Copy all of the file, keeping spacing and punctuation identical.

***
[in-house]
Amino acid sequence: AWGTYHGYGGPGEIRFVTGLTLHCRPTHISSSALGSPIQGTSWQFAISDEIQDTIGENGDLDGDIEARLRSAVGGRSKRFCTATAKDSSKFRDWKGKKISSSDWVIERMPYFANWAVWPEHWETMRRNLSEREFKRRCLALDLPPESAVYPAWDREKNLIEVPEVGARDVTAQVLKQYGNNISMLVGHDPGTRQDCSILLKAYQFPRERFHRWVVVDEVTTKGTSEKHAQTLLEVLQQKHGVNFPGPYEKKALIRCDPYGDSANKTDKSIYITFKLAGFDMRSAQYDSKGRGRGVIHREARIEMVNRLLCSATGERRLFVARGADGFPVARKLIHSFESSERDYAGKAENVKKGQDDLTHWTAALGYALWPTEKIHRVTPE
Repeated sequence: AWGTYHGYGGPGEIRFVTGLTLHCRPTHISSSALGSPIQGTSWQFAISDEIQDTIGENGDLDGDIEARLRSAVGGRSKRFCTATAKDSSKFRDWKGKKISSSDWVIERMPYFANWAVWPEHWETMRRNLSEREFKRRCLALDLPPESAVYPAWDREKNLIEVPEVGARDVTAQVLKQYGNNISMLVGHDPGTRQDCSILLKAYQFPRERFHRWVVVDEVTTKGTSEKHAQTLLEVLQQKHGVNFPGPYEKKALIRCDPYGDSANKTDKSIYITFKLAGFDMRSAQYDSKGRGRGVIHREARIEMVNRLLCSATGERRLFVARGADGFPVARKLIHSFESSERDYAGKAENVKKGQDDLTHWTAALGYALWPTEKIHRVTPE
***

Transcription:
[in-house]
Amino acid sequence: AWGTYHGYGGPGEIRFVTGLTLHCRPTHISSSALGSPIQGTSWQFAISDEIQDTIGENGDLDGDIEARLRSAVGGRSKRFCTATAKDSSKFRDWKGKKISSSDWVIERMPYFANWAVWPEHWETMRRNLSEREFKRRCLALDLPPESAVYPAWDREKNLIEVPEVGARDVTAQVLKQYGNNISMLVGHDPGTRQDCSILLKAYQFPRERFHRWVVVDEVTTKGTSEKHAQTLLEVLQQKHGVNFPGPYEKKALIRCDPYGDSANKTDKSIYITFKLAGFDMRSAQYDSKGRGRGVIHREARIEMVNRLLCSATGERRLFVARGADGFPVARKLIHSFESSERDYAGKAENVKKGQDDLTHWTAALGYALWPTEKIHRVTPE
Repeated sequence: AWGTYHGYGGPGEIRFVTGLTLHCRPTHISSSALGSPIQGTSWQFAISDEIQDTIGENGDLDGDIEARLRSAVGGRSKRFCTATAKDSSKFRDWKGKKISSSDWVIERMPYFANWAVWPEHWETMRRNLSEREFKRRCLALDLPPESAVYPAWDREKNLIEVPEVGARDVTAQVLKQYGNNISMLVGHDPGTRQDCSILLKAYQFPRERFHRWVVVDEVTTKGTSEKHAQTLLEVLQQKHGVNFPGPYEKKALIRCDPYGDSANKTDKSIYITFKLAGFDMRSAQYDSKGRGRGVIHREARIEMVNRLLCSATGERRLFVARGADGFPVARKLIHSFESSERDYAGKAENVKKGQDDLTHWTAALGYALWPTEKIHRVTPE